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Baltimore voters: Take this into consideration when casting your ballot | COMMENTARY

Baltimore City Hall, where an array of newly elected officials could take office soon.
Baltimore City Hall, where an array of newly elected officials could take office soon. (Kim Hairston/Baltimore Sun)

Baltimore is in the throes of an election of extraordinary consequence to the future of our city. While this type of proclamation is uttered during every election, this time it’s the absolute truth.

The winners of the Democratic primary for the offices of mayor, City Council president, comptroller and City Council members are likely to also win the general election. The victorious will face challenging times as Baltimore grapples with a public health crisis, economic downturn and a host of policy uncertainties. This is quite the sobering moment.

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I love Baltimore for all it is and all it could be. Despite our challenges, we boast a world class port, a significant concentration of quality institutions of higher education, top tier health care centers and rich history. Residents and neighbors in our surrounding counties all know that Baltimore is the economic engine and cultural capital of the region.

Because we are in the midst of decades — not years — of intolerable rates of violent crime, a declining population and an economy that fails to meaningfully embrace a significant population of residents, people are desperate for hope. Sometimes that hope is to recapture the best times in recent memory. That’s tangible and real. For others, it’s re-imagining what our collective success looks like altogether. These are admirable aims because they are fundamentally about Baltimore overcoming its current challenges.

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Whenever you speak with Baltimore residents, people generally want the same things: safety, great schools, clean streets, economic stability, quality recreational amenities and basic peace of mind. The path to making all of that possible will soon be in the hands of newly elected policymakers as well as policymakers from other jurisdictions and levels of government that have a hand in what resources we can even access.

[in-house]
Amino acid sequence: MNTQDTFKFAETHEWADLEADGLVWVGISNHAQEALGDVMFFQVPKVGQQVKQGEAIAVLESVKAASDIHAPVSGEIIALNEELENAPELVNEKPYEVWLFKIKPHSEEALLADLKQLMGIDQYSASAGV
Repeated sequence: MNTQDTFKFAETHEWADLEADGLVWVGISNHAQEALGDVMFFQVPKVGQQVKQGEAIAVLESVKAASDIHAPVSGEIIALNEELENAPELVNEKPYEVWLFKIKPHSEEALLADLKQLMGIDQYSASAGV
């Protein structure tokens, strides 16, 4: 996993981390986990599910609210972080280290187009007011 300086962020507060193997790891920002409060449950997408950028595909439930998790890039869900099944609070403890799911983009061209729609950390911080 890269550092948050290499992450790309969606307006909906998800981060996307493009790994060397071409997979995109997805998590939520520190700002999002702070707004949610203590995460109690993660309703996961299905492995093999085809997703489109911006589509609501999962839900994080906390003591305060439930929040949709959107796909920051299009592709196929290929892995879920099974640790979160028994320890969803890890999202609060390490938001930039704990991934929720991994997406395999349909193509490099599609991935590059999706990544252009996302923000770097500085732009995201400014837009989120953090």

As chair of Baltimore’s House delegation to the Maryland General Assembly I will have to effectively work with the eventual winners of citywide offices. To those voters who have yet to cast their ballots I share some important considerations they should take into account when making their decision:

  • All politics are local but all power is not. Baltimore leaders must understand our unique neighborhoods to identify the best ways to provide assistance. To that end, partnership with local corporate and philanthropic leadership has always been important. However, Baltimore will still need coordinated federal and state resources to address the needs of small businesses, public schools, public safety and folks out of work. Consider if your candidates are positioned to leverage existing relationships — outside of Baltimore — to lift us up. You can’t build these relationships overnight in the middle of a pandemic. They will matter.
  • Vision must be paired with strategy. Wanting a better Baltimore is the easy part. Developing the strategies to yield that result requires more effort and skill. Do you know what your candidates want to accomplish or continue accomplishing in their roles? Do you know how they prioritize what matters? We can’t do all things at the same time. Are your candidates comfortable saying “no?” Truly assess your confidence in your candidates’ theories of leadership, goals for the office and ability to stand their ground for our collective best interests.
  • Words matter, actions matter more. During campaign season, it can be difficult to decipher what otherwise simple words mean. For example, what’s a progressive or a moderate? People of good will can respectfully disagree on who embodies all types of political labels. Similarly, what does it mean to be experienced? For voters, you have to determine your own values and where a candidate aligns based on their ideas, relationships and demonstrated leadership. Experience comes in many forms and they all hold special lessons. Managing people, projects and significant budgets are full of many lessons about how to extend respect, support a team and take full responsibility for losses right along with the wins. Some experience sharpens analytical skills, while others enhance empathy. Consider which combination of skills and experiences matter to Baltimore’s future through and beyond the COVID-19 crisis.

Your future is on the ballot and that of all your neighbors. No matter where your decisions fall, please lift your voice and cast your ballot by mail or drop box no later than June 2nd.

Delegate Stephanie M. Smith (Stephanie.Smith@house.state.md.us) represents District 45 in the Maryland General Assembly and is chair of the Baltimore delegation.

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